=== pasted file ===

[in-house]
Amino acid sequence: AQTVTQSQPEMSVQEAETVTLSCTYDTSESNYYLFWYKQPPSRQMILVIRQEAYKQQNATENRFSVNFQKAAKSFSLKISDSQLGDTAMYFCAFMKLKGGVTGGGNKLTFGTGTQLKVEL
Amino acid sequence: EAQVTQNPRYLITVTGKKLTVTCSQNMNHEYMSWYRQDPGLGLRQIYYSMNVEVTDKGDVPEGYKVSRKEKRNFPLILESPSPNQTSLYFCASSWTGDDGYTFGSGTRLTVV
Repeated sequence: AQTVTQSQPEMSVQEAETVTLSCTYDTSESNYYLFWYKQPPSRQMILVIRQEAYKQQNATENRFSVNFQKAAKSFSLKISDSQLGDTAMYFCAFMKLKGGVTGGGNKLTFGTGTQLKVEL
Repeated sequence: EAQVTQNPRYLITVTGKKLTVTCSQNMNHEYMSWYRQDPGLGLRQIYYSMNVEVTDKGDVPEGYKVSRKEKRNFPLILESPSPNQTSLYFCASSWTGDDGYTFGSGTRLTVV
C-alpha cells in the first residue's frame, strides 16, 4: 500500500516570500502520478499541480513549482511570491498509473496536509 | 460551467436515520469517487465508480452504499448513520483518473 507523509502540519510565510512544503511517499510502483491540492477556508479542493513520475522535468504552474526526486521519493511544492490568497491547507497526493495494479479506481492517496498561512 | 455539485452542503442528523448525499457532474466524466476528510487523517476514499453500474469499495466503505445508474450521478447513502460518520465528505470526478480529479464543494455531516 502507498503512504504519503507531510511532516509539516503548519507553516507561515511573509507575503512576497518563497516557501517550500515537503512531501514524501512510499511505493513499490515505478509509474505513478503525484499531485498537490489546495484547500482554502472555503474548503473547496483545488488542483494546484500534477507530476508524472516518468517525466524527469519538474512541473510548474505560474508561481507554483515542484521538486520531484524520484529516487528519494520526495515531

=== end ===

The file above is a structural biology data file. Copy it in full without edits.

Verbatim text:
[in-house]
Amino acid sequence: AQTVTQSQPEMSVQEAETVTLSCTYDTSESNYYLFWYKQPPSRQMILVIRQEAYKQQNATENRFSVNFQKAAKSFSLKISDSQLGDTAMYFCAFMKLKGGVTGGGNKLTFGTGTQLKVEL
Amino acid sequence: EAQVTQNPRYLITVTGKKLTVTCSQNMNHEYMSWYRQDPGLGLRQIYYSMNVEVTDKGDVPEGYKVSRKEKRNFPLILESPSPNQTSLYFCASSWTGDDGYTFGSGTRLTVV
Repeated sequence: AQTVTQSQPEMSVQEAETVTLSCTYDTSESNYYLFWYKQPPSRQMILVIRQEAYKQQNATENRFSVNFQKAAKSFSLKISDSQLGDTAMYFCAFMKLKGGVTGGGNKLTFGTGTQLKVEL
Repeated sequence: EAQVTQNPRYLITVTGKKLTVTCSQNMNHEYMSWYRQDPGLGLRQIYYSMNVEVTDKGDVPEGYKVSRKEKRNFPLILESPSPNQTSLYFCASSWTGDDGYTFGSGTRLTVV
C-alpha cells in the first residue's frame, strides 16, 4: 500500500516570500502520478499541480513549482511570491498509473496536509 | 460551467436515520469517487465508480452504499448513520483518473 507523509502540519510565510512544503511517499510502483491540492477556508479542493513520475522535468504552474526526486521519493511544492490568497491547507497526493495494479479506481492517496498561512 | 455539485452542503442528523448525499457532474466524466476528510487523517476514499453500474469499495466503505445508474450521478447513502460518520465528505470526478480529479464543494455531516 502507498503512504504519503507531510511532516509539516503548519507553516507561515511573509507575503512576497518563497516557501517550500515537503512531501514524501512510499511505493513499490515505478509509474505513478503525484499531485498537490489546495484547500482554502472555503474548503473547496483545488488542483494546484500534477507530476508524472516518468517525466524527469519538474512541473510548474505560474508561481507554483515542484521538486520531484524520484529516487528519494520526495515531